An “energy bug” or “ebug” is defined as an error in the system, either application, OS, hardware, firmware or external that causes an unexpected amount of high energy consumption by the system as a whole. In fact, “ebugs” have become so prominent that already they have led to significant user frustrations. 70% of phones returned to Motorola last year were related to energy problems [2]. Unlike traditional software bugs, such errors could happen in any of the wide variety of entities in a phone (e.g., hardware components, app processes, or the OS), and due to a wide variety of root causes such as programming errors, inappropriate API usage, flaws in the design of applications or the OS (device drivers), complicated interactions between hardware components of smartphones, changing external conditions (e.g., remote server crash, or weakened wireless signal strength), and faulty hardware itself from daily “wear and tear” due to the portable nature of smartphones (14% of all technical support calls for Android is related to faulty hardware [3], 9% for WP7 and 8% for iPhone).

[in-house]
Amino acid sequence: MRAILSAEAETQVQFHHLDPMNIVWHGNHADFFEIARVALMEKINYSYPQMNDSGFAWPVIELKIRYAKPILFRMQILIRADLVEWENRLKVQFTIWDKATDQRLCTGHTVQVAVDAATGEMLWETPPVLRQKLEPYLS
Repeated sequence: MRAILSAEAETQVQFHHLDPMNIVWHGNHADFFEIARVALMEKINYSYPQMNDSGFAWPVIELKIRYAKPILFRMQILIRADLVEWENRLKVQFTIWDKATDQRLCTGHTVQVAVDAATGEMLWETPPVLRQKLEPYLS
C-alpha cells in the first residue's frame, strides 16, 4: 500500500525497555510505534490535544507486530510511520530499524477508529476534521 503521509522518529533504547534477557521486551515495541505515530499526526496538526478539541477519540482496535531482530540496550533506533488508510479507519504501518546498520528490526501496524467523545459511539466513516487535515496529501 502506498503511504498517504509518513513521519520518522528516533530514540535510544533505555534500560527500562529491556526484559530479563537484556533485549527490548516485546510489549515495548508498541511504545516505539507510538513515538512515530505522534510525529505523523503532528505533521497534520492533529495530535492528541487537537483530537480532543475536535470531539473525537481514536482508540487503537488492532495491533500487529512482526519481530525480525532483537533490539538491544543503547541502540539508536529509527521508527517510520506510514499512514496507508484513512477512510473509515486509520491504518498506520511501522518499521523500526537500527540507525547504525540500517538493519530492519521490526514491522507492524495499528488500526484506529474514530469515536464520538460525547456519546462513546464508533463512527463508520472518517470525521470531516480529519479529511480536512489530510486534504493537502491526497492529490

Also different from traditional software bugs, ebugs do not lead to an application crash, or OS screen of death. In most cases of ebugs, the applications and the whole system continue to run, providing their intended services normally, with the exception of consuming unexpectedly large amount of energy. This makes bug detection and root cause tracing much more difficult. The end result of an ebug is that mobile devices run out of battery sooner or much sooner than expected, requiring frequent recharging or resulting in unplanned device battery outage. Together, these two unique characteristics of ebugs, diversity in root causes and stealth nature, suggest that they can be much harder to detect and pinpoint the root causes when compared to traditional software bugs.